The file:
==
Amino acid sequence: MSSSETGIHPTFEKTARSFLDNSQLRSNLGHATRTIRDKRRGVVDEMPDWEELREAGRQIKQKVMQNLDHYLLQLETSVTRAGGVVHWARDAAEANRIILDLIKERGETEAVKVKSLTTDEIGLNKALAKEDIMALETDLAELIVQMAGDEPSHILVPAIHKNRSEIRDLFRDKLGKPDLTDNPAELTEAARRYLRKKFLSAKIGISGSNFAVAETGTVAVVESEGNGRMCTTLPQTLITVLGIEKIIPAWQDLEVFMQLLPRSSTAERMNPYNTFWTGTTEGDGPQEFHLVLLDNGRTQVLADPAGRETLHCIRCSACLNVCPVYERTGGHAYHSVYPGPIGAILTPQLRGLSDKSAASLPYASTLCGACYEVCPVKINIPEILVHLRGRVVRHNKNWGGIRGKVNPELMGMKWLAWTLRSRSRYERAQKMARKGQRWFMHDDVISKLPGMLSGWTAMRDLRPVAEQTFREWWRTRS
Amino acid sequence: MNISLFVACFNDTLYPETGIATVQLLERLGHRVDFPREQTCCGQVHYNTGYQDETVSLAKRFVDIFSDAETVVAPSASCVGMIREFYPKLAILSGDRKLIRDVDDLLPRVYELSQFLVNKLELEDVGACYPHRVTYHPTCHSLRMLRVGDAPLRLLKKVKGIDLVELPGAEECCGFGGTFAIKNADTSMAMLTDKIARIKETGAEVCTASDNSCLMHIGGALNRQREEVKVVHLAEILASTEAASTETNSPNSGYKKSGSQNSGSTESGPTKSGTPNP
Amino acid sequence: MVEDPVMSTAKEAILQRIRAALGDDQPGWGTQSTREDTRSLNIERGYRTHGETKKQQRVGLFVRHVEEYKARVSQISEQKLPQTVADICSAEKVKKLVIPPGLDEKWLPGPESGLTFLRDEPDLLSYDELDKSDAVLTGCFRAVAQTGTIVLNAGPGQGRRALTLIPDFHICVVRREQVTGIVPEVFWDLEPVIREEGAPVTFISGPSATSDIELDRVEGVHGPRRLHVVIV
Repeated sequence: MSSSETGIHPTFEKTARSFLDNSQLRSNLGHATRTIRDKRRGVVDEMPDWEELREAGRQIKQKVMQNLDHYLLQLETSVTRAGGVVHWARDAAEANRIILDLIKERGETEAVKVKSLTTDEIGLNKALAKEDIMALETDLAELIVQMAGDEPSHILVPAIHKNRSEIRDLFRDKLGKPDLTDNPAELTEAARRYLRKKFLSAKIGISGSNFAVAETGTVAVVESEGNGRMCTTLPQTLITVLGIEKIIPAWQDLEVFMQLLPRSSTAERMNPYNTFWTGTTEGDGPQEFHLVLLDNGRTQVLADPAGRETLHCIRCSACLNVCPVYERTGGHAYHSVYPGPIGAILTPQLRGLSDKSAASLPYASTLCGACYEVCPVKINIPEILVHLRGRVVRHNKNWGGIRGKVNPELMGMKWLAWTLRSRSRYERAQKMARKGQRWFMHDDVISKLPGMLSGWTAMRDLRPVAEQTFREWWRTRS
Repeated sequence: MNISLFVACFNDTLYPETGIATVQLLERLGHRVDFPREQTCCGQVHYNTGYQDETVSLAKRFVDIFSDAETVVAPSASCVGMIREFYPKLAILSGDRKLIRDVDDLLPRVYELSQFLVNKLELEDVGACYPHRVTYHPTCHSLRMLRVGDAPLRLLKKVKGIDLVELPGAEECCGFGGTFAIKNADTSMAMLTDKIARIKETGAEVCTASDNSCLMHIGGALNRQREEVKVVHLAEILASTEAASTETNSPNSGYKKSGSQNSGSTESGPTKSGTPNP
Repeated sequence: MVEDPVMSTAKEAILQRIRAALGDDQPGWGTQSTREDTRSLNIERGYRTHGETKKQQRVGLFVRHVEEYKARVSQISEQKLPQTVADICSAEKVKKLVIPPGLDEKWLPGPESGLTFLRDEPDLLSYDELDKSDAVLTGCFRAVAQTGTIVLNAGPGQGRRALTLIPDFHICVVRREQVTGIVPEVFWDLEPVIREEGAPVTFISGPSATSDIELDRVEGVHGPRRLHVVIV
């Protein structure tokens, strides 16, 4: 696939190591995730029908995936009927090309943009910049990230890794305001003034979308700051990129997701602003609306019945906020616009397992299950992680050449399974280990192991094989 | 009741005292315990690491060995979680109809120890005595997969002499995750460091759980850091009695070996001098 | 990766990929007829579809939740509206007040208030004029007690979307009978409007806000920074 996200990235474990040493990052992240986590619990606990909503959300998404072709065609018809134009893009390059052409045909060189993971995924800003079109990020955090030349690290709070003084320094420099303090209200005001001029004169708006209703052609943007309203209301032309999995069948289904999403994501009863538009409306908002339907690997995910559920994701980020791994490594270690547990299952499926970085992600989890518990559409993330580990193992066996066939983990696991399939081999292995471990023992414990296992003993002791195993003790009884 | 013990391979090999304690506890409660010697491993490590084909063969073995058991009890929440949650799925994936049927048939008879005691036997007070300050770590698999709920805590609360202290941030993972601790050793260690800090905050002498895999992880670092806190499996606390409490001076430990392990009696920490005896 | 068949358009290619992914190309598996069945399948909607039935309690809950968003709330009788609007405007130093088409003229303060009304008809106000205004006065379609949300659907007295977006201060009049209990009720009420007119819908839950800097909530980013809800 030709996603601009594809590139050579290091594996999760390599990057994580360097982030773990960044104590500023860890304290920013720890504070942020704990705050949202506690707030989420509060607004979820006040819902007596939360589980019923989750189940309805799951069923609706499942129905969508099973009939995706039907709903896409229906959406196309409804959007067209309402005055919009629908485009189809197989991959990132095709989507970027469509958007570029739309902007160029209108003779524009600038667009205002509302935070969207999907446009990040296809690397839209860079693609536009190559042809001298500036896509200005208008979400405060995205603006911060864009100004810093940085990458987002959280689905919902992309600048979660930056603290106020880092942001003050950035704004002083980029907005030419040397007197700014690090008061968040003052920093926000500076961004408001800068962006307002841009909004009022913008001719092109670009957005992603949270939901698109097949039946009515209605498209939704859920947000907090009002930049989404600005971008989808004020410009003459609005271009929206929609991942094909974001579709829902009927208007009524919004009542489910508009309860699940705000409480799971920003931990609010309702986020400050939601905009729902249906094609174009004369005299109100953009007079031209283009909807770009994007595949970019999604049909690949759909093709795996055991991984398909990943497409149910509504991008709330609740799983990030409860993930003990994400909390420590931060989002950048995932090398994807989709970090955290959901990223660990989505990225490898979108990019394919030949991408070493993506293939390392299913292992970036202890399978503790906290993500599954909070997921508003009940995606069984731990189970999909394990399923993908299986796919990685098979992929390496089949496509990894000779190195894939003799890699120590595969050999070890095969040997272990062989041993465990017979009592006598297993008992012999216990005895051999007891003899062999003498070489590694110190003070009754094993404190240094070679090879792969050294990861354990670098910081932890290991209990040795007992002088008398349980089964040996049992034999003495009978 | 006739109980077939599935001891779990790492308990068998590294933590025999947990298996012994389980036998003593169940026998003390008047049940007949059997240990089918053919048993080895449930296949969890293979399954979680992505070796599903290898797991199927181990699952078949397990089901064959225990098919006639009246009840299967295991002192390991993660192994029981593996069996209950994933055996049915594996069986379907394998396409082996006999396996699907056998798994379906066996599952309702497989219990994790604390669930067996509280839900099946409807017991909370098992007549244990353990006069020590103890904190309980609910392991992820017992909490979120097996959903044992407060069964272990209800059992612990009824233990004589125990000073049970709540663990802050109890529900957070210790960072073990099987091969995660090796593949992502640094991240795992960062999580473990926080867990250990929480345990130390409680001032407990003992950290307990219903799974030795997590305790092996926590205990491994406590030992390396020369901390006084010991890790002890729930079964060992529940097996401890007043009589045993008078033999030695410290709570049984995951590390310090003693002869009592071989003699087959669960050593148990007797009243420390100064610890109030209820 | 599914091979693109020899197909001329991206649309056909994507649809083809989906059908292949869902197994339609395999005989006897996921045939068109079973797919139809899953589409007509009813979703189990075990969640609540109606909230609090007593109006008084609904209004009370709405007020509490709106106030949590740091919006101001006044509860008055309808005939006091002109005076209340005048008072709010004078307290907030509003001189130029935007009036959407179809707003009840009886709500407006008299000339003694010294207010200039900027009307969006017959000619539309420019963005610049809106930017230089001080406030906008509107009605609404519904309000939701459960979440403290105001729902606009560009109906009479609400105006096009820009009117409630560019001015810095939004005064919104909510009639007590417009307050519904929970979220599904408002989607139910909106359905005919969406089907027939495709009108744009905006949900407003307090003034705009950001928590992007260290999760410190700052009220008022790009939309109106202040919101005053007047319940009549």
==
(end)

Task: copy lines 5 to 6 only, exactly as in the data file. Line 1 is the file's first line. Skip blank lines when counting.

Repeated sequence: MNISLFVACFNDTLYPETGIATVQLLERLGHRVDFPREQTCCGQVHYNTGYQDETVSLAKRFVDIFSDAETVVAPSASCVGMIREFYPKLAILSGDRKLIRDVDDLLPRVYELSQFLVNKLELEDVGACYPHRVTYHPTCHSLRMLRVGDAPLRLLKKVKGIDLVELPGAEECCGFGGTFAIKNADTSMAMLTDKIARIKETGAEVCTASDNSCLMHIGGALNRQREEVKVVHLAEILASTEAASTETNSPNSGYKKSGSQNSGSTESGPTKSGTPNP
Repeated sequence: MVEDPVMSTAKEAILQRIRAALGDDQPGWGTQSTREDTRSLNIERGYRTHGETKKQQRVGLFVRHVEEYKARVSQISEQKLPQTVADICSAEKVKKLVIPPGLDEKWLPGPESGLTFLRDEPDLLSYDELDKSDAVLTGCFRAVAQTGTIVLNAGPGQGRRALTLIPDFHICVVRREQVTGIVPEVFWDLEPVIREEGAPVTFISGPSATSDIELDRVEGVHGPRRLHVVIV